#bookreview – The Baker’s Secret – by Stephen P. Kiernan

A remarkable and unusual book that retells an old story in a new way. Awarded five stars on Goodreads.

bakerThis novel takes place in a small village in France during World War II, occupied by the Nazis just as Allied armies are about to invade on D-Day. But the Germans and Americans are peripheral characters. The real story concerns the war-weary French villagers just trying to live their lives and survive another day. For some that means tiny acts of retribution. For others, complete collaboration. In telling the village’s story, you get the full story of anyone in times of war.

At the center of the novel is Emma, a cynical but gifted baker with no faith in the future, who steadfastly shoulders the responsible of caring for her mentally-compromised grandmother, Meme. Around Emma are others (the Monsignor, a veterinarian, a cafe owner, a paper pusher to name a few), nearly all women and old men, who struggle desperately and daily with shortages of all kind and pervasive hunger, while occupying soldiers seem to have much more than they need. The beauty of this book is in the smallest details of each person’s life, where we come to understand everything from the value of a single egg to the randomness behind who survives and who does not in wartime.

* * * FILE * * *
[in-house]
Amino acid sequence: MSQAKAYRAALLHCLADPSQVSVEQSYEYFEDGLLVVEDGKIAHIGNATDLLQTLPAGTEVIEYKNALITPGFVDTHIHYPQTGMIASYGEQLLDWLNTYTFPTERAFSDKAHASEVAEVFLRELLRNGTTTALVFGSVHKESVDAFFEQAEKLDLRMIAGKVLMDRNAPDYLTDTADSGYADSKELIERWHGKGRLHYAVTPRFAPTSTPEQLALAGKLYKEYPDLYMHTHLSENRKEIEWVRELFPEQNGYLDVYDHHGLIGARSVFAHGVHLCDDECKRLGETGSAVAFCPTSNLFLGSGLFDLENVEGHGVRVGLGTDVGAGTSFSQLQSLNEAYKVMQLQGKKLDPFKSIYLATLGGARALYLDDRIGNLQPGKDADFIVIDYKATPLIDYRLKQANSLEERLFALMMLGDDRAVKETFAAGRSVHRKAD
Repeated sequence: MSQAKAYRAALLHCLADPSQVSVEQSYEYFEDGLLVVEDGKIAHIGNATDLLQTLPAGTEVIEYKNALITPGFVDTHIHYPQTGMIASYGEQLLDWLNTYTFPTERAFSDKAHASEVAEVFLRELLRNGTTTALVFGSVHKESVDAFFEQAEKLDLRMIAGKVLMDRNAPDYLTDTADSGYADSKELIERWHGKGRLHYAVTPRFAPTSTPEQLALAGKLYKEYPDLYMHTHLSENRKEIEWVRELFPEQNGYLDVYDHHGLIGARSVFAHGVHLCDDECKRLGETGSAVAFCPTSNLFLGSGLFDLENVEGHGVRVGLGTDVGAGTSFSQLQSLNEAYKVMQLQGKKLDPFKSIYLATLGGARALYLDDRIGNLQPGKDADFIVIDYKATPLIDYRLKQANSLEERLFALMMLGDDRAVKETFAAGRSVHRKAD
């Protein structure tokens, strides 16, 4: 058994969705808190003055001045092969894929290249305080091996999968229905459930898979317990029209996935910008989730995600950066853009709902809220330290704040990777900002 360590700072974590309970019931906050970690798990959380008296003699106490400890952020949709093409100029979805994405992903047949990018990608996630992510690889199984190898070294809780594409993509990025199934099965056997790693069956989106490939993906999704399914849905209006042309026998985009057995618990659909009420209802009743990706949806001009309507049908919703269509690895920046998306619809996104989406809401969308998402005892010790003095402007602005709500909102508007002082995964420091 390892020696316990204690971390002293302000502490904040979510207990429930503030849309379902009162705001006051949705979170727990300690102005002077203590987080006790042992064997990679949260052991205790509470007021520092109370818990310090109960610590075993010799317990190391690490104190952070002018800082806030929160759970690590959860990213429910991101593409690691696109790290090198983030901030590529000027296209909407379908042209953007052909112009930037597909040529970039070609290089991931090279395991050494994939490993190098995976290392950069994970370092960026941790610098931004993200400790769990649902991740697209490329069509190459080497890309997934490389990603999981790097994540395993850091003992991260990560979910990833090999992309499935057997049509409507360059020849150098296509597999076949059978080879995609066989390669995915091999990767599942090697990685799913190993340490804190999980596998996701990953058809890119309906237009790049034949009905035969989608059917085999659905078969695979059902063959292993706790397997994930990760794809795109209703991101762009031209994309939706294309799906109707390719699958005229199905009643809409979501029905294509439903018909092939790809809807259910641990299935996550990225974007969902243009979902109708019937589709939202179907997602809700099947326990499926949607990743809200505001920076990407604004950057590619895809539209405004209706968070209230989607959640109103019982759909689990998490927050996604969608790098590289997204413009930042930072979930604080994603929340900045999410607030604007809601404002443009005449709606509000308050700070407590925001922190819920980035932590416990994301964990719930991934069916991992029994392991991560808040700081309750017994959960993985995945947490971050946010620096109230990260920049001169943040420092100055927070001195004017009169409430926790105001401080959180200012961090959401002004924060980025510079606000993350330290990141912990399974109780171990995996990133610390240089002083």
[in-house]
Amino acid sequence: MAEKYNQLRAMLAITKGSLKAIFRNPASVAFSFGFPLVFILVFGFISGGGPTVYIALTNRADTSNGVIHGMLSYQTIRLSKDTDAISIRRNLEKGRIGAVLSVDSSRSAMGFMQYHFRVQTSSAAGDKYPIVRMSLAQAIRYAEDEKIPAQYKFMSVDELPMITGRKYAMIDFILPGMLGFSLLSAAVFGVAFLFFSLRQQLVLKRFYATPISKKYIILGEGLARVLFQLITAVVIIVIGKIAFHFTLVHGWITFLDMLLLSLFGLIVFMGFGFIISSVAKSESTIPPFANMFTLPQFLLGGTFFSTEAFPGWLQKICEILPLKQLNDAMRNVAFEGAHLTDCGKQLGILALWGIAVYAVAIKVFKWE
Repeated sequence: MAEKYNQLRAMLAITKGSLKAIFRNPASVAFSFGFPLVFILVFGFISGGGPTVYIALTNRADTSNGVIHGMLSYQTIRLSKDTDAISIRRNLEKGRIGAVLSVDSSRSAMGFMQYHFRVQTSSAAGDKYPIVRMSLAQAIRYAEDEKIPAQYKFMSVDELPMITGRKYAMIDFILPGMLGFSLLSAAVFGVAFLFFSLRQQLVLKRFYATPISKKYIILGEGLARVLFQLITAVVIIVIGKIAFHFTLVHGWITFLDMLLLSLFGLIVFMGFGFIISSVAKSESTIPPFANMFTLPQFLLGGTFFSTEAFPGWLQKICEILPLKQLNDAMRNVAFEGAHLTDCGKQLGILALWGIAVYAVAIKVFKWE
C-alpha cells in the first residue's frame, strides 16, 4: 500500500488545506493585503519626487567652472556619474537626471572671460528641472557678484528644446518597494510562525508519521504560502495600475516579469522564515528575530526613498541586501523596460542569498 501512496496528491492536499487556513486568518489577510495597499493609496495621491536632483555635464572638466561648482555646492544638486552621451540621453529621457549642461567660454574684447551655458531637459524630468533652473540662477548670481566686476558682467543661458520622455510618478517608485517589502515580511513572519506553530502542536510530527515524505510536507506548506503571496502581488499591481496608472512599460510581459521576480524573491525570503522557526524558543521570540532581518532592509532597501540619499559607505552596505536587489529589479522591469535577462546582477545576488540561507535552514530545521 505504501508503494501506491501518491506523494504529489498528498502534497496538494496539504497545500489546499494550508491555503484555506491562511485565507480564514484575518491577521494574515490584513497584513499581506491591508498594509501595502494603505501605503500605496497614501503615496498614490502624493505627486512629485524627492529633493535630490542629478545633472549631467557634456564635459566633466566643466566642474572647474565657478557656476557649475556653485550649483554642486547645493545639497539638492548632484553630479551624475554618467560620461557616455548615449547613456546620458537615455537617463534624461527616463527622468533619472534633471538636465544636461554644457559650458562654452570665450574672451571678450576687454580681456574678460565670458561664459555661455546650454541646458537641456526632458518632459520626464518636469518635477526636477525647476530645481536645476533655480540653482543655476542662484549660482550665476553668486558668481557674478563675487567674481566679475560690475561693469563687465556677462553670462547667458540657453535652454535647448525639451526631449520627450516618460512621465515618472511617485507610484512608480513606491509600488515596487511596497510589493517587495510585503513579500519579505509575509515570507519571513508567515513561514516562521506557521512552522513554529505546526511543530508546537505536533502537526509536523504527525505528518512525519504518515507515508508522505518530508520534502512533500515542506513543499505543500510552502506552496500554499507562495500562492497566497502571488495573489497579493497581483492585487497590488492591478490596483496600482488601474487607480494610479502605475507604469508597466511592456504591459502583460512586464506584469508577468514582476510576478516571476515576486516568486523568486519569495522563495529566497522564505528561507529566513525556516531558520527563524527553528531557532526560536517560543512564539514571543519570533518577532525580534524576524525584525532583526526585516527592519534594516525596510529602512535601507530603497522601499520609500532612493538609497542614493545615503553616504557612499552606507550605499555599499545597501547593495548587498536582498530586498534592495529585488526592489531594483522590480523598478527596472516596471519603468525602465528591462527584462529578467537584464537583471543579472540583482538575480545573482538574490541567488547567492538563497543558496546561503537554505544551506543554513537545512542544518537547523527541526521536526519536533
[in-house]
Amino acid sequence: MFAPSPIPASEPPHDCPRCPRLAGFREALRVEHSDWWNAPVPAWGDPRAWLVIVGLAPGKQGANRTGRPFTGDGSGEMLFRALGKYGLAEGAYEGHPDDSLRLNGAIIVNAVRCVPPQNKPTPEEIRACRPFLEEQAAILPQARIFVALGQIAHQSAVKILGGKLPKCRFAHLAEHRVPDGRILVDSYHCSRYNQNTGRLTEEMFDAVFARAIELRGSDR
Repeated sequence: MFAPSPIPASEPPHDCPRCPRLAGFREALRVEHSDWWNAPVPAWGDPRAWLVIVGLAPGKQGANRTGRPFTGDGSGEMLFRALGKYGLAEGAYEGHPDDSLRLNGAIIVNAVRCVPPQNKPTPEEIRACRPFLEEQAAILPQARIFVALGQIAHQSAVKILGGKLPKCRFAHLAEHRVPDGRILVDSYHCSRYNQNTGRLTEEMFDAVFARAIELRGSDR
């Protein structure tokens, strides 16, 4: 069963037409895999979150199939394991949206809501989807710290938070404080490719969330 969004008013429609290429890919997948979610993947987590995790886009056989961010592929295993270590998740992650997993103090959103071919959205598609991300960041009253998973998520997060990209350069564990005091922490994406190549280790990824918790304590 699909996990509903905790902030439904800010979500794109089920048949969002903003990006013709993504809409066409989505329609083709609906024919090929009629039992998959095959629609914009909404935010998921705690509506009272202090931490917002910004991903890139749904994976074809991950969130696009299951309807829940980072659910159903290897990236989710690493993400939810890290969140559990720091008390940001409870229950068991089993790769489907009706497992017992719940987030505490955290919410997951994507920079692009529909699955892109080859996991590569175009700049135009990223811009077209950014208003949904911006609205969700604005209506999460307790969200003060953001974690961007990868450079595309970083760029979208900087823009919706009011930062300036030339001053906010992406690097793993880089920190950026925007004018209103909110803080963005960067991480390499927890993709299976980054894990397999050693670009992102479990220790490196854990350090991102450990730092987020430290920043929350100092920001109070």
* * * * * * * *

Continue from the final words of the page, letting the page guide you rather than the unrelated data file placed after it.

Despite her cynicism, Emma takes on the job of bartering between her neighbors in an effort to increase everyone’s chances of survival. And in doing so, she becomes her own powerhouse, able to withstand even the harshest treatment. This is a wonderful read, where you will reach deep into the lives of a few memorable characters and find universal lessons about some of the best aspects of our human nature — like courage, friendship, hope, and love.

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